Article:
In October 2013, Tessel Renzenbrink wrote in her article “Building an Infrastructure for Whistleblowing” that “there are very few protection mechanisms in place for whistleblowers,” and that because of this, “whistleblowing featured as an important topic at OHM2013, the biggest outdoor hacker festival in Europe.” At the festival, Renzenbrink spoke with people from “several organizations that have started initiatives to build a better whistleblowing infrastructure,” including Filastò, who told her: “Globaleaks is a software designed to allow anybody to easily set up a whistleblower site”. Filastò emphasized that “It is open-source software so anybody can download it, install it and have a whistleblower site set up. (…) we don’t run a whistleblowing platform ourselves (…) but we contribute to this ecosystem by enabling other people to run successful initiatives.”
A GlobaLeaks site utilizes Tor Hidden Services in order to guarantee the anonymity of the source, and Tor2web in order to obtain public web reachability.
The process is generally improved by suggesting the sources to use the Tails anonymous operating system while connecting to GlobaLeaks. today [30 December 2013] released new documents on that country’s 2008 financial collapse.” Pietrosanti told Borland that GlobaLeaks was “currently talking with organizations in a number of other countries, including several media groups that want to replicate the successful Dutch model.” Borland added that “activists are also examining topic-specific leaks sites for issues such as human rights, wildlife crimes, surveillance, food safety in the United States, and censorship.” “a foundation that counts 42 of the country’s biggest media organizations among its members. There, each organization pays €500 per year, and in return receives a special laptop designed to access the leak system.” Borland noted that “When accessing Publeaks from the web, whistleblowers can choose to send information to three of these media organizations. All participating organizations agree to honor embargo periods, enabling information to be examined without immediate publication pressure. The group has already had several high-profile leaks, including one that led to the resignation of a prominent parliamentarian.” As for MéxicoLeaks, it is an active independent whistleblowing platform aimed at revealing information for the public interest in Mexico which was awarded the 2016 FRIDA award.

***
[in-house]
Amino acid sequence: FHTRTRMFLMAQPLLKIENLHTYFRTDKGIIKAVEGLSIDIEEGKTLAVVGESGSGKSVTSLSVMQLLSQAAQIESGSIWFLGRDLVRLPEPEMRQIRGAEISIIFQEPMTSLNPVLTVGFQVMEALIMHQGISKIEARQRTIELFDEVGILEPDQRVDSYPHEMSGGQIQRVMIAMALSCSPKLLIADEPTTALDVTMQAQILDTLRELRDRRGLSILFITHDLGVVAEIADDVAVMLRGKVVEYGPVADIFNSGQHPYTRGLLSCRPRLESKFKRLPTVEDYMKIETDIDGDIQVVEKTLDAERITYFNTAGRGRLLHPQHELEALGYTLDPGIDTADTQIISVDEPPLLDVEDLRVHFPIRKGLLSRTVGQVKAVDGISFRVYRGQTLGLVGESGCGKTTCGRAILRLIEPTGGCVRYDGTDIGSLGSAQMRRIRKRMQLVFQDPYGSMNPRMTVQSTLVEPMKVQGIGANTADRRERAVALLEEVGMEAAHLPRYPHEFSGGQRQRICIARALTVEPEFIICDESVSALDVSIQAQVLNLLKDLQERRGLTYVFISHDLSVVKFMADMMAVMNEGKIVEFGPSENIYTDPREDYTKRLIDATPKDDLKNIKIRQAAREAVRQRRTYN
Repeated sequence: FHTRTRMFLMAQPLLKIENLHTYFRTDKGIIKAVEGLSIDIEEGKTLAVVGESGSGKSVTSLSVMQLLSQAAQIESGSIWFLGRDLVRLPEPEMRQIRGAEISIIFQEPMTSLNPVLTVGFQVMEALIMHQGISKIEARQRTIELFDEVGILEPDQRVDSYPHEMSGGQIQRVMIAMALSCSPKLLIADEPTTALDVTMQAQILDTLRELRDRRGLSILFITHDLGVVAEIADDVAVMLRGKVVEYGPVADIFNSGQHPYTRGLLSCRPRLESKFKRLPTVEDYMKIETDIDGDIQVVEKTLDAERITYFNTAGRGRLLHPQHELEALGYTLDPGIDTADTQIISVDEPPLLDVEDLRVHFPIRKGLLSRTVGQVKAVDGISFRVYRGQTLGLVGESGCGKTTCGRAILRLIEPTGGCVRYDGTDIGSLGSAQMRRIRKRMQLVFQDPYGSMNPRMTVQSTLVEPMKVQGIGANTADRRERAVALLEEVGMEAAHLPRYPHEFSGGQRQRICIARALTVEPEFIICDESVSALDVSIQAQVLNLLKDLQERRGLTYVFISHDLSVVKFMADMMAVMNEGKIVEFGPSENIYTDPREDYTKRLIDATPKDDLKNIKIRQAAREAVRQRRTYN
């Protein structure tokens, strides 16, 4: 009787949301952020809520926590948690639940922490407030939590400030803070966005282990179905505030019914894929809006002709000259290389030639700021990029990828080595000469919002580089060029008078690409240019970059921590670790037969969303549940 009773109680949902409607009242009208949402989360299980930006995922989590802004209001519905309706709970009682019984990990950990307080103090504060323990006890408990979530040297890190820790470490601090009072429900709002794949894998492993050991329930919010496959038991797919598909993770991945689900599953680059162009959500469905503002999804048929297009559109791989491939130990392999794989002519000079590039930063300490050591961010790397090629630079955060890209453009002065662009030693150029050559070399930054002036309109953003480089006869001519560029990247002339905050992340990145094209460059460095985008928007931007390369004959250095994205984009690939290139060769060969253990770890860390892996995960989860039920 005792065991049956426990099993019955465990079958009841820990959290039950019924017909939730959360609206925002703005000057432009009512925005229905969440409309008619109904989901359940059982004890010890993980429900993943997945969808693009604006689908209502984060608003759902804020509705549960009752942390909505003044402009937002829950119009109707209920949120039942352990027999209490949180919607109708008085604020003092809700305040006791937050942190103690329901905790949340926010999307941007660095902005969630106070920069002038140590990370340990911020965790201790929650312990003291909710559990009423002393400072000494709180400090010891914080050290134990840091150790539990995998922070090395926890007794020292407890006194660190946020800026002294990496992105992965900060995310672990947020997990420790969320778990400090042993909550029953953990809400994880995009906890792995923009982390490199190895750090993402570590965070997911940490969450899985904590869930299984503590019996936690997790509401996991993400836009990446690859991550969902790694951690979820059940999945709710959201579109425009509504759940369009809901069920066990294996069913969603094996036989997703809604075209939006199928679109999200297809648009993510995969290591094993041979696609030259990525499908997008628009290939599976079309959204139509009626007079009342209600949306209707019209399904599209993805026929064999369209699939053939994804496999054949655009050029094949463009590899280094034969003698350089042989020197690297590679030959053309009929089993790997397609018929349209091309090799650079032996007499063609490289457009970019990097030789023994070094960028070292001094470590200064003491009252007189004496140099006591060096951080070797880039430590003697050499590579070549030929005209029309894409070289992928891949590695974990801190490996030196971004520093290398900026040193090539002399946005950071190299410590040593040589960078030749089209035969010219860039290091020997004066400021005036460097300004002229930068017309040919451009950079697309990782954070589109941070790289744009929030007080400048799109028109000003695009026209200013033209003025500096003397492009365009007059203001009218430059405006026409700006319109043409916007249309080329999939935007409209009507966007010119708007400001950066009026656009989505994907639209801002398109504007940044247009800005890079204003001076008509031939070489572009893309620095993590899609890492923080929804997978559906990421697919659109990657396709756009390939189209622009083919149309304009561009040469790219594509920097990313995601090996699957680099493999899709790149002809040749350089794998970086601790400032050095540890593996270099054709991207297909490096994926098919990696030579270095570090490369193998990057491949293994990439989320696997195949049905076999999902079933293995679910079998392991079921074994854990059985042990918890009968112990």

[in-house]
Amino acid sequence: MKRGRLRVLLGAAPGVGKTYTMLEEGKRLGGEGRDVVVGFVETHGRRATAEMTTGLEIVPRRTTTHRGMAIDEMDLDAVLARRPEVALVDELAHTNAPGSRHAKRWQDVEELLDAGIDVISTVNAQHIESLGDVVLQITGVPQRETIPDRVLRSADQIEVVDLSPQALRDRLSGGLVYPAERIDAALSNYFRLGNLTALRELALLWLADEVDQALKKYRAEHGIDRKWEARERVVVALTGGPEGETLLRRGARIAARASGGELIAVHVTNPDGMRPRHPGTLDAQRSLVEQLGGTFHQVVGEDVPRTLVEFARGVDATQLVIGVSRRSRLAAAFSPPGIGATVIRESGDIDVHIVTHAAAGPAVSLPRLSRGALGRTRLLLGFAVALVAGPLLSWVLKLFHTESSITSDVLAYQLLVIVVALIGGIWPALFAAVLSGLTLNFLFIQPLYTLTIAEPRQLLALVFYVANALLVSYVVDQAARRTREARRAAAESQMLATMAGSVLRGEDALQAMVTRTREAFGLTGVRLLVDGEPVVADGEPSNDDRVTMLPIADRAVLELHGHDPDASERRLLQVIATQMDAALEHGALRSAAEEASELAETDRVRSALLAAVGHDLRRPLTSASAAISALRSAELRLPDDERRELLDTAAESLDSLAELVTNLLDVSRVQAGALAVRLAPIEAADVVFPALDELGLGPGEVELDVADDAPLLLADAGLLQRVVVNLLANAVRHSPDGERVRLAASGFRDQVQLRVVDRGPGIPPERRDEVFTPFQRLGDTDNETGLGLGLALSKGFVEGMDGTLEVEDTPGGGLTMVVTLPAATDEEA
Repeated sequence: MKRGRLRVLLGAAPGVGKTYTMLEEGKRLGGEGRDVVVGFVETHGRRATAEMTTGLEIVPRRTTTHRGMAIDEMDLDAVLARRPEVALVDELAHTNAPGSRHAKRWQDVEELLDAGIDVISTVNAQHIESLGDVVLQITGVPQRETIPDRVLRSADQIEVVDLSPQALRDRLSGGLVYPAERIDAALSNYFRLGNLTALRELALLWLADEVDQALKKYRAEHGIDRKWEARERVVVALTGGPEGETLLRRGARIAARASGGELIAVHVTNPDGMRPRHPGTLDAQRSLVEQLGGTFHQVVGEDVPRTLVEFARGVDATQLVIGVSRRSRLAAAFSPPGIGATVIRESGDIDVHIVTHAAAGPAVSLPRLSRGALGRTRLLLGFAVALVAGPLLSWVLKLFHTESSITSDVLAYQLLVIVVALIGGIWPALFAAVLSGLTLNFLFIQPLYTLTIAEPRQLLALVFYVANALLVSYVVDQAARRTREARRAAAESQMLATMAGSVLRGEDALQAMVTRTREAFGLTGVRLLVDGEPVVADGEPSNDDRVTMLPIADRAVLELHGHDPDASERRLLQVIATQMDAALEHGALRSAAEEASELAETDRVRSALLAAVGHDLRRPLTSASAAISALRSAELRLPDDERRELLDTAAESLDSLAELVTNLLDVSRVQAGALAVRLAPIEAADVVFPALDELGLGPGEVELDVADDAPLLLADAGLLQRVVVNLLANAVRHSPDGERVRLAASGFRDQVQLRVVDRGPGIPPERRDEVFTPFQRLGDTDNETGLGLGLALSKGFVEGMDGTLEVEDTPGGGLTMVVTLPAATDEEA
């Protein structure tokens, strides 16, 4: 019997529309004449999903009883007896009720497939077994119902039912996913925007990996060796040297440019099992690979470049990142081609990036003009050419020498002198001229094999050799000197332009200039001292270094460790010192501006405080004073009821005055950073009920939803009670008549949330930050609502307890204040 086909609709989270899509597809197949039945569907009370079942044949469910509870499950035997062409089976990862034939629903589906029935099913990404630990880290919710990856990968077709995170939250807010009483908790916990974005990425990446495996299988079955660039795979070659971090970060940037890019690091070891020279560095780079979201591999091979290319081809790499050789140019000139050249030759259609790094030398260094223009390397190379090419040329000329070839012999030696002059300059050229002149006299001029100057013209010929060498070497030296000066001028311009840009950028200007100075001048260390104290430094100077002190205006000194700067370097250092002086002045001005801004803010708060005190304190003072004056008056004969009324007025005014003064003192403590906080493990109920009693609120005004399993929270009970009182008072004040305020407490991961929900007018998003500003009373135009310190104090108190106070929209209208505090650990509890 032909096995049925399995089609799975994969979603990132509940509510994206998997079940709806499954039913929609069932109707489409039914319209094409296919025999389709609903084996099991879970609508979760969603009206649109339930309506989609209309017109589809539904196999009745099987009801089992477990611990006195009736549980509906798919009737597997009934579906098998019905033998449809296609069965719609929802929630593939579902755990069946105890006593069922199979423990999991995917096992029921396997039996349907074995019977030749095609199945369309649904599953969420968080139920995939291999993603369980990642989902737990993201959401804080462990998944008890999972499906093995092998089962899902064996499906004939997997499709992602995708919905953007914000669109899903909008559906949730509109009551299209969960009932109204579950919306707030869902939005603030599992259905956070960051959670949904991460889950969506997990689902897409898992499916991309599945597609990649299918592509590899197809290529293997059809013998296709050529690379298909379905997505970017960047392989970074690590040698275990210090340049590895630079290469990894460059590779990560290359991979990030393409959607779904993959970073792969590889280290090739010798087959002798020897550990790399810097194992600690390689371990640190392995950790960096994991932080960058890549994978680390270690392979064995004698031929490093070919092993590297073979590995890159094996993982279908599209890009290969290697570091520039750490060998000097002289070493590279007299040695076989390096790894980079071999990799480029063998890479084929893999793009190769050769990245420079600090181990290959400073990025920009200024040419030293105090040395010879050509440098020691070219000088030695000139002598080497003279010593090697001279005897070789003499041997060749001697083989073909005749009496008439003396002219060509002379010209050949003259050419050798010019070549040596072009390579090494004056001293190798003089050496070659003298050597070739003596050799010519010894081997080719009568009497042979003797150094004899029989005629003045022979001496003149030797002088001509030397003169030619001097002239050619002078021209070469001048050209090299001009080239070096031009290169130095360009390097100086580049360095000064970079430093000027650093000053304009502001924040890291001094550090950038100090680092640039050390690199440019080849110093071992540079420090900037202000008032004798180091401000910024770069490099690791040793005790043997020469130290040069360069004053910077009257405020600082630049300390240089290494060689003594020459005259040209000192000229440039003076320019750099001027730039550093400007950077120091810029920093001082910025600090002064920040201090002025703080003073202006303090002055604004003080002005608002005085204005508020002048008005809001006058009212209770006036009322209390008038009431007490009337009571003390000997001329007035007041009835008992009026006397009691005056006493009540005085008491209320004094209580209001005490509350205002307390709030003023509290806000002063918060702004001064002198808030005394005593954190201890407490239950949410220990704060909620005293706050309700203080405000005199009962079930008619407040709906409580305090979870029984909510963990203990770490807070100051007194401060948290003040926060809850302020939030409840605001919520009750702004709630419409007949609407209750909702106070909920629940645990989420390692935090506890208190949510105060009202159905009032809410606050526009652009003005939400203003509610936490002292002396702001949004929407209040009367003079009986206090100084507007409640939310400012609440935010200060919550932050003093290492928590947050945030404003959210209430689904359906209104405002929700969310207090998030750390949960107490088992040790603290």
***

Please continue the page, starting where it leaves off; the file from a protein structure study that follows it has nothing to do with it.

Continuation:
AWP, a Belgium-based organization, created Ljost (Iceland), Filtrala (Spain), EcuadorTransparente (Ecuador) and PeruLeaks (Peru). AWP co-founder Pedro Noel describes AWP as “a nonprofit organization which struggles for freedom of expression and against human rights violations by means of whistleblowing.”
GlobaLeaks also partnered with major anti-corruption and human rights NGOs like Transparency International Allerta Anticorruzione, OCCRP ( OCCRPLeaks) and Amnesty International Amlea.
The Hermes Center now maintains an official directory of GlobaLeaks based projects that can be found on GlobaLeaks’ website.
In 2011, GlobaLeaks 0.1 received funding from USAID Serbia.
In 2012, GlobaLeaks 2.0 and Tor2web 3.0 software had been funded with $108,400 by the Open Technology Fund under the Freedom2Connect program.
In 2013, the project was able to survive with few donations and a lot of volunteer work done by its core members.
In 2014, Hermes Center has been awarded €200.000 by the Hivos Foundation for Project Deployments of Whistleblowing Initiatives in the Global South.
In July 2014, GlobaLeaks project has been funded with ~$234,000 by the Open Technology Fund in order to develop a new Roadmap from Q3/2014 up to Q1/2016 for which all progress reports are publicly available.
In September 2014, Transparency International Italy started up its AntiCorruption Advocacy and Legal Advice Centre (ALAC) with a contribution of €6.000 from an EU grant.